Herbal Healer

Herbal Healer: What is mulateiro?

2012-10-10T21:00:00Z 2012-10-16T08:22:35Z Herbal Healer: What is mulateiro?TED PANDEVA ZAGAR Times Correspondent nwitimes.com
October 10, 2012 9:00 pm  • 

Like a giant banana, the mulateiro tree gets completely peeled once a year. Every square inch of its valuable bark drops off the tree to the delight of herbal healers and conservationists who know that this is one member of the forest that will be spared the axe.


The smooth, polished-looking bark of this remarkable tree is a wonder of nature, changing colors (green to brown) with the seasons before becoming “the naked tree,” which is one of its more popular names. Possessing a potent anti-fungal agent, mulateiro bark helps those who suffer from athlete’s foot and nail fungus. Neither candida nor yeast infections can withstand the assault from this green medicine. Benign to the skin, mulateiro helps prevent scars when applied topically, and it helps remove freckles. The European Union approved the usage of mulateiro in cosmetic products in February 2006. Some native healers use it to treat certain eye disorders. A natural insect repellent, mulateiro also kills a parasite that is commonly found living beneath the skin among Amazon natives.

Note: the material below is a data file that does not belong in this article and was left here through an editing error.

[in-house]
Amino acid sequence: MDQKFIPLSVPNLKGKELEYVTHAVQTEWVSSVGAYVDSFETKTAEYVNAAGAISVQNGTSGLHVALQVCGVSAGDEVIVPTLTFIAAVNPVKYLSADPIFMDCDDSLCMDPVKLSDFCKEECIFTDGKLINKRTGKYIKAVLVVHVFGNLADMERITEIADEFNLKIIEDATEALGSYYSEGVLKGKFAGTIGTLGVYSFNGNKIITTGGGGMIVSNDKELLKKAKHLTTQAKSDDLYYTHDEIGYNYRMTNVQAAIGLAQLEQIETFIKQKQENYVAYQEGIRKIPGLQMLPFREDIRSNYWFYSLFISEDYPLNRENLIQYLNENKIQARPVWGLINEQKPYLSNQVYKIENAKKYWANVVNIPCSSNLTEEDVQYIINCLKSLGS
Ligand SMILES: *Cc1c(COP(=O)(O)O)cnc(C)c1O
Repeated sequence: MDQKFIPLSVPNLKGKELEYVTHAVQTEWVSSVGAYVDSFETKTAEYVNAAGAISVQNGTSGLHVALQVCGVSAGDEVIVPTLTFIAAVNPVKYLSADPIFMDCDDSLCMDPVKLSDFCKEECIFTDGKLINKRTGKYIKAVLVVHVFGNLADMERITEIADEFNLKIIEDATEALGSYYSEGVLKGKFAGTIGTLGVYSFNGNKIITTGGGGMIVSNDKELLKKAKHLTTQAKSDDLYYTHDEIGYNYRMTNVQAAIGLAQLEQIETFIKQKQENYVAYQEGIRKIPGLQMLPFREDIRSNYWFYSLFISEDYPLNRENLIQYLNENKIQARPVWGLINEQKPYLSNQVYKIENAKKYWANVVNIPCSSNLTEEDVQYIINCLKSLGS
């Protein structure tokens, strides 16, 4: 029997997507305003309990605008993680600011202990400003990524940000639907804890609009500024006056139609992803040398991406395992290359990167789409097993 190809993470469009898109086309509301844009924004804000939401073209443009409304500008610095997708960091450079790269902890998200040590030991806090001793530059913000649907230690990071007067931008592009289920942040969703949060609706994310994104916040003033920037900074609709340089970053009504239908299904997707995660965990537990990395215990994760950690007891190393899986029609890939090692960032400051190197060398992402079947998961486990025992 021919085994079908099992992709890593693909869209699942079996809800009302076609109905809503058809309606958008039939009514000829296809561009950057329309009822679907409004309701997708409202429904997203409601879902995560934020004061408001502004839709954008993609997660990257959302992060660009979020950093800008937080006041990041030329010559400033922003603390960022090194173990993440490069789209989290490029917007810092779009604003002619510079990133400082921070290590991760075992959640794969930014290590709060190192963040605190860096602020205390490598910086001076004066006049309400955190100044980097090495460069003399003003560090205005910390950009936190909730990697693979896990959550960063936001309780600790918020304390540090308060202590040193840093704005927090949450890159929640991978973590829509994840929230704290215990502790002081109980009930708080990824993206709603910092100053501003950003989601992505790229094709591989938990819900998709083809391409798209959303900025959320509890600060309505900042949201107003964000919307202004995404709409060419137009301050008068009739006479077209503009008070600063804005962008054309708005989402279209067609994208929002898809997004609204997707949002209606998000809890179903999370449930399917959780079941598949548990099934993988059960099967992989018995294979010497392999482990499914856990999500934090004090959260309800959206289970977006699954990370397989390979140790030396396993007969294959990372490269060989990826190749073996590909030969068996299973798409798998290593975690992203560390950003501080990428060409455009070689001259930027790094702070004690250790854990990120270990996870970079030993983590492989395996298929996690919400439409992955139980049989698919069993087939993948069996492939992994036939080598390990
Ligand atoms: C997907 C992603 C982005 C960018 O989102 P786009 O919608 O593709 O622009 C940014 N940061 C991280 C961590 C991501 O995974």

Rising 100 feet above the rainforest floor, the mulateiro tree pokes its head above the Amazon forest canopy. A strong flood survivor, mulateiro is often found near water. During June and July it flourishes with countless small white flowers that perfume the jungle air. Its wood is dense and makes the tree useful to timber interests, but its value as a medicine is wrapped up in its bark. One of few trees on Earth capable of totally regenerating its “skin,” the mulateiro regenerates its bark on a yearly basis.


Brew mulateiro bark and sip 1/2 cup two or three times daily to relieve the diabetic condition. Apply that same tea topically to rid the skin of wrinkles and age spots.

The opinions expressed are solely the writer’s. NOTE: Visit herbalastrology.com to read Ted PanDeva Zagar’s other articles and columns that discuss the benefits of herbs and natural foods. DISCLAIMER: The author’s comments are not intended to serve as medical advice, and he urges his readers to seek qualified wellness professionals to resolve matters of health.

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